Tove Jansson, Moominland Midwinter (Sunburst, 1992)

"There are such a lot of things that have no place in summer and autumn and spring. Everything that's a little shy and a little rum. Some kinds of night animals and people that don't fit in with others and that nobody really believes in. They keep out of the way all the year. And then when everything's quiet and white and the nights are long and most people are asleep — then they appear."

— Too-Ticky in Moominland Midwinter

In Moominland Midwinter, Moomintroll is separated from most of his loving family and friends by the simple accident of waking up in the middle of hibernation time. His only companion from the "real world," as he insists on calling summertime, is Little My. She embraces the world of winter with the adventurous pragmatism that makes her one of Tove Jansson's most delightful characters, "borrowing" freely from the Moomin house in order to have more fun; a silver tray turns into a sled for the tiny girl, with Moomintroll's sun tent attached for a sail. Meanwhile, Moomintroll is stomping around, miserably remembering warm summer days and hating winter more and more every day. He even makes up songs about how much he hates this dark, cold season, and bellows them out at the top of his lungs, hoping to frighten winter away.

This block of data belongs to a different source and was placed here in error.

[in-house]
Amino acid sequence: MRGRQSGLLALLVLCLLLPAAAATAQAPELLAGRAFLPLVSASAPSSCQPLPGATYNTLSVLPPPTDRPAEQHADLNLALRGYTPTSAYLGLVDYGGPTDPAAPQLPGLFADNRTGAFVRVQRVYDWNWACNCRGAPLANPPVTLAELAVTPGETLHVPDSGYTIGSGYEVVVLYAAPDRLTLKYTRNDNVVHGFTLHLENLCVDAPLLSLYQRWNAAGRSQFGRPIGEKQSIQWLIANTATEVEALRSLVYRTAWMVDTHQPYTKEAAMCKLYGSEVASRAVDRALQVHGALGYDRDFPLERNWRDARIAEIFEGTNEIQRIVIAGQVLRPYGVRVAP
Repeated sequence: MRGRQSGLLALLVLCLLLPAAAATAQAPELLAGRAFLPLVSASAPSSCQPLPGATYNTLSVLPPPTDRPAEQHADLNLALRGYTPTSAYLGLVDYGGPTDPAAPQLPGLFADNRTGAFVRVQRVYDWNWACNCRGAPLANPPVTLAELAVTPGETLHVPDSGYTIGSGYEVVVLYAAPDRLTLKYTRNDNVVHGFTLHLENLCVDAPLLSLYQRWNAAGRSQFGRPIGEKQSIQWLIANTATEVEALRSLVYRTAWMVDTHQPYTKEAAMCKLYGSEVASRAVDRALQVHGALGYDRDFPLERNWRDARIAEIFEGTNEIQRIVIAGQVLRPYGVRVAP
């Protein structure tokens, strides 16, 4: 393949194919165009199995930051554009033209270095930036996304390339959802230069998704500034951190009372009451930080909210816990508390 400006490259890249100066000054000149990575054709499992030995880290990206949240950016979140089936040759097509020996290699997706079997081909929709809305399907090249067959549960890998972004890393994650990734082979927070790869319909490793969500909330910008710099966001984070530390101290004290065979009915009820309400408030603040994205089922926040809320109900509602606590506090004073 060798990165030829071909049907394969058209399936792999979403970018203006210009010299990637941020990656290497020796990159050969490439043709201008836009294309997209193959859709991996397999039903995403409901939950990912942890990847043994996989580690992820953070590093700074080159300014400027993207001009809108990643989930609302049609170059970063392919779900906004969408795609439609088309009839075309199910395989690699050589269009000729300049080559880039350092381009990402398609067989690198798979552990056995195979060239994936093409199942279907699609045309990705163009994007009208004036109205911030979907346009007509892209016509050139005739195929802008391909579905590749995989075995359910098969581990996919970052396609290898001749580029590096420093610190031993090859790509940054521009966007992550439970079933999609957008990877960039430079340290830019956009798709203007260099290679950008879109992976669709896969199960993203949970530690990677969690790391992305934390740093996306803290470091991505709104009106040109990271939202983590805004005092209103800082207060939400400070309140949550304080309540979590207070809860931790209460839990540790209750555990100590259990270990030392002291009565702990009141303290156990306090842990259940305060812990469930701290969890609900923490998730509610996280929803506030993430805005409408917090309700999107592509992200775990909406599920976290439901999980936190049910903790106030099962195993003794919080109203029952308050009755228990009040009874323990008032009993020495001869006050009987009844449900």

Moomintroll has to deal with problems bereft of the parental support and praise he is used to; while Too-Ticky, a carefree philosopher who lives in the Moomin's bathing-house during winter, serves as a wise adult figure, she's not particularly supportive. Moomintroll grows considerably through his experiences, understanding at last that sometimes it's best "if things aren't so easy."

Little My, of course, serves as the light note in the book. Rushing headlong into new experiences, living for the moment and loving every second, she keeps the book skipping when Moomintroll is dragging along, resisting every step. Moomintroll and Little My are perfect foils for each other — Little My teaching Moomintroll to loosen up and enjoy the moment, and Moomintroll trying to teach Little My about responsibility and compassion. (He never really does succeed.)

This book is a marvelous new look at a time of year when many of us are huddling inside, trying to stay warm, and a good reminder during a hot summer of what to look forward to in a few short months.

[Leona Wisoker]